Afternoon Inquisition

AI: Superfluous melee, lexicon lunacy. Retrospective love.

When I was in the fifth and sixth grade, Ruth Katz was my teacher. She was fearsome and effulgent to this timorous eleven year old. I now know she was daring and dedicated and delighted in the wonder of watching her students grow. But back then? Hoo.

She once made us collect little bits of trash so we could make “found art” mobiles out of our collected bottle caps, sea glass, driftwood and pop-tops. She “surrendered” her class each Halloween to a comely witch who looked and sounded just like our Mrs. Katz, but turned the lesson plan on it’s head to spin eerie stories and make us regale her. (Even the second time I saw this happen, when I was 98% sure this was Mrs. Katz herself, I still followed the witch’s instructions for the day … just in case.) She was dedicated and dumbfounding.

As it happens, those things I once thought frivolous actually made me a better person. Without question, she gave me a love of language, by starting each school day with the “Leapin’ Lexicon”.  Over 200 index cards, all with a unique and terrifying words for us to learn by day’s end.

It’s now thirty years later, and I whenever I use (or hear used) those words, I know what a powerful gift she gave me. Colloquy. Braggadocio. Serendipity. Loquacity (yeah you know me)! All these came from her, and her formidable nature, and even now I’m humbled.

What words are in your Leapin’ Lexicon? Teach me something novel!

The Afternoon Inquisition (or AI) is a question posed to you, the Skepchick community. Look for it to appear Sundays, Tuesdays and Thursdays at 3pm ET.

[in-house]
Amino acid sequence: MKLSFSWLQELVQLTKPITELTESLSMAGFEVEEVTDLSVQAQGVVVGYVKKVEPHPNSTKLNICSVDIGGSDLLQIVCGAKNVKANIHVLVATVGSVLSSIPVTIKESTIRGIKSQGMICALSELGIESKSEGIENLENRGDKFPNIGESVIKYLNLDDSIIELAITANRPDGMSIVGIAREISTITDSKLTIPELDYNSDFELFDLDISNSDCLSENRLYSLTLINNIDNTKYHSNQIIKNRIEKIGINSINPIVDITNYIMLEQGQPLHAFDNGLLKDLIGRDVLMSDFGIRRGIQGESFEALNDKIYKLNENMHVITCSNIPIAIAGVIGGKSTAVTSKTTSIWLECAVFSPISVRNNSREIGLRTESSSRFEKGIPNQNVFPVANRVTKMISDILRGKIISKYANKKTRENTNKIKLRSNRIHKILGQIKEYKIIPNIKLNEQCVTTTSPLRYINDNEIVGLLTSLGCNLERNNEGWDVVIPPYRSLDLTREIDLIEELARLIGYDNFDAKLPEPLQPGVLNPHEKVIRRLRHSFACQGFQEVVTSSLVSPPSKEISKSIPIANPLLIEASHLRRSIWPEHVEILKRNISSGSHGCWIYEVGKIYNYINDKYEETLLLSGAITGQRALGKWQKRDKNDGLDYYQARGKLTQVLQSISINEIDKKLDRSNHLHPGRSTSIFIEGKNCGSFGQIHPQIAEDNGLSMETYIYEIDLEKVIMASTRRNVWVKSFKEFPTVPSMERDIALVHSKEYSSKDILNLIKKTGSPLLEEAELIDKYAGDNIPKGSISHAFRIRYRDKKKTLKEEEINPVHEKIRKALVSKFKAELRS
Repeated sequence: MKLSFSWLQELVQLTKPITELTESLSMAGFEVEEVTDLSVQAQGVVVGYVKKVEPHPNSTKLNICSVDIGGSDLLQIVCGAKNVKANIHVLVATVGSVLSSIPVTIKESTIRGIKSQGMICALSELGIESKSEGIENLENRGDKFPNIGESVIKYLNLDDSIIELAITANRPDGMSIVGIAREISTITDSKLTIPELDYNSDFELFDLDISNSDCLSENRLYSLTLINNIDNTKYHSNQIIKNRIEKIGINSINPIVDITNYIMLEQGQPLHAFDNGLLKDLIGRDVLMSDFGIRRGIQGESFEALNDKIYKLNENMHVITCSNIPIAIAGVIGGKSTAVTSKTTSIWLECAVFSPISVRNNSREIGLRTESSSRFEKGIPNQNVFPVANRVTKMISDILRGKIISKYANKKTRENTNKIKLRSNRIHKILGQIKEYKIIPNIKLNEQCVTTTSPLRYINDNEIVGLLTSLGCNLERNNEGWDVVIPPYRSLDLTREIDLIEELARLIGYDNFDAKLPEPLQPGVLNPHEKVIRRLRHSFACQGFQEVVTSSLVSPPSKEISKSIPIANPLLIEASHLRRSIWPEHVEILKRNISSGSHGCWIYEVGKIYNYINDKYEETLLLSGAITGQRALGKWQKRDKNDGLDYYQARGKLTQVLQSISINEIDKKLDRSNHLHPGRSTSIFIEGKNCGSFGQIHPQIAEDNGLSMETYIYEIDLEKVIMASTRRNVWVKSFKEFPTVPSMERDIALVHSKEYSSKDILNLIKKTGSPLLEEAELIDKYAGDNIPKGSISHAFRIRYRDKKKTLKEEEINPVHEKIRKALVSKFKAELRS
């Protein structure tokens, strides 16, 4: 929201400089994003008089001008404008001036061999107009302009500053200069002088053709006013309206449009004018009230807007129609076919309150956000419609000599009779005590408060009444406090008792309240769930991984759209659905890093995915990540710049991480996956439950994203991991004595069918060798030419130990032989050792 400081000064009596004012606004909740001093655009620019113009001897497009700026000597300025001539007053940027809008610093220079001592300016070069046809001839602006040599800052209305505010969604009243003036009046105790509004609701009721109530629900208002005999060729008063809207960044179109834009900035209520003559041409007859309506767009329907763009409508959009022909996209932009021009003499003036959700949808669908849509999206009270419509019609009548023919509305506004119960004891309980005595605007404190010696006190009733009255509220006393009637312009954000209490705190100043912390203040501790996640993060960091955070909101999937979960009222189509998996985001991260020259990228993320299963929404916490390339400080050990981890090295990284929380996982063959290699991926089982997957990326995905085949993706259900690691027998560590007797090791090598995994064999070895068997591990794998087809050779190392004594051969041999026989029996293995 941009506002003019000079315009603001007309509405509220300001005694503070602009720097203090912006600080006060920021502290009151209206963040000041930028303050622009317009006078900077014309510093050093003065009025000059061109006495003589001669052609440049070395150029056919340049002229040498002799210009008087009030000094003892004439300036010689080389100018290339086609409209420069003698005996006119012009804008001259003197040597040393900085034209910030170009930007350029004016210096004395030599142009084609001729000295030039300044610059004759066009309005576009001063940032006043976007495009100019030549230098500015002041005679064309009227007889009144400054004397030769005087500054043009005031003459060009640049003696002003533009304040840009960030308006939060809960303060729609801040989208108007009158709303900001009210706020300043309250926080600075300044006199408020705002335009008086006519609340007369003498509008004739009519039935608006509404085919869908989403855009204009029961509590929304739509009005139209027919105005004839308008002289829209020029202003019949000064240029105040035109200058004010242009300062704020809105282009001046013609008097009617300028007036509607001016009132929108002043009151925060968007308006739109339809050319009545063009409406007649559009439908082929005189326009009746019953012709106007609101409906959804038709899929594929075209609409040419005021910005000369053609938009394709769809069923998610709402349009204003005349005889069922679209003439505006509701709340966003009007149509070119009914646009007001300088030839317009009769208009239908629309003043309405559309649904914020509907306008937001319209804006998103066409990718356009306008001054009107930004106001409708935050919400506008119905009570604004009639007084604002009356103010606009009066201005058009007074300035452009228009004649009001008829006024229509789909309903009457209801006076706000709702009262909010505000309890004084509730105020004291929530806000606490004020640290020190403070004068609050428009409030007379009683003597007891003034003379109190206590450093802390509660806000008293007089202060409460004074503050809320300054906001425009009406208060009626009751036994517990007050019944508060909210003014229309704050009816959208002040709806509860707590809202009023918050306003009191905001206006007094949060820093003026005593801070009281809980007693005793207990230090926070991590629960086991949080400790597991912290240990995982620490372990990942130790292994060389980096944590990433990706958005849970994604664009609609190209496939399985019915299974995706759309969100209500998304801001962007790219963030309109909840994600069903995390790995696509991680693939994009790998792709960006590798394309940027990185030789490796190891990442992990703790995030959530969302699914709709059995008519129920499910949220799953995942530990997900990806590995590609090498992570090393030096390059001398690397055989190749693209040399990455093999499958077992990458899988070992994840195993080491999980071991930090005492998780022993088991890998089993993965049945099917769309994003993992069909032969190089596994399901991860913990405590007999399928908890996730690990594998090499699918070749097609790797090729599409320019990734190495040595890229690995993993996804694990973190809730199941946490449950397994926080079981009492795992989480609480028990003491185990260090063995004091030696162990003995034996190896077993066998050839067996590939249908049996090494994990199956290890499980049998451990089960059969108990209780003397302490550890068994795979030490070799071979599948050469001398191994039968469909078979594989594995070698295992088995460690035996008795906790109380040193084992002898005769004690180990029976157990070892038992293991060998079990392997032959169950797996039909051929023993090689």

A B Kovacs is the Director of Døøm at Empty Set Entertainment, a publishing company she co-founded with critical thinker and fiction author Scott Sigler. She considers herself a “Creative Adjacent” — helping creative people be more productive and prolific by managing the logistics of Making for the masses. She's a science nerd, a rabid movie geek, and an unrepentantly voracious reader. She doesn't like chocolate all that much.

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  1. I had a stage manager for a couple of years who used to do this every night. Our pre-show meeting would end with “the word of the day” and a small prize for anyone who knew what it meant. We has the classic words like zymurgy (even the beer drinking boofheads knew that one) and braggadocio (if you don’t know the meaning, just pretend you do). I don’t really have favourite words, but I do try to keep my vocabulary active (yes, that does mean “if there’s a longer or rarer word for this, I’ll use it”). I prefer funny words, like parsimonious (not using more of something than you need to… so it’s a very long word) and onomatopoeic (which is long and hard to say, but means “word that sounds like the thing it describes”, so you’d expect it to be short and mellifluous. Or at least “bing bong words” as my nephew used to call them when he was 3). I also like sequences like “redundantly repetitious rephrasing”. Then there’s tautologies and neologisms. I used “anthropomorphicistically” the other day, which seems plausible but I bet it’s not in the dictionary.

    1. I totally need a sciencey thesaurus. Also? While I am perfectly aware that’s a planet in your (not-so) new logo … I like to think it’s an empty set. :o)

    1. I do not think this is a actual word, but I steadfastly refuse to look it up, as that would be kind of a travishamockery. I think. Maybe.

  2. ‘Defenestrate’ (to toss out a window) is a personal favorite of mine. It’s particularly good for cranky days, as in “I’m going to defenestrate this computer if it doesn’t start behaving.”

    It’s (thankfully) not a real word, but ‘disirregardless’ is fun to drop into conversations that have devolved into language pedantry; the horrified pause it elicits is handy for rerouting the conversation back on track.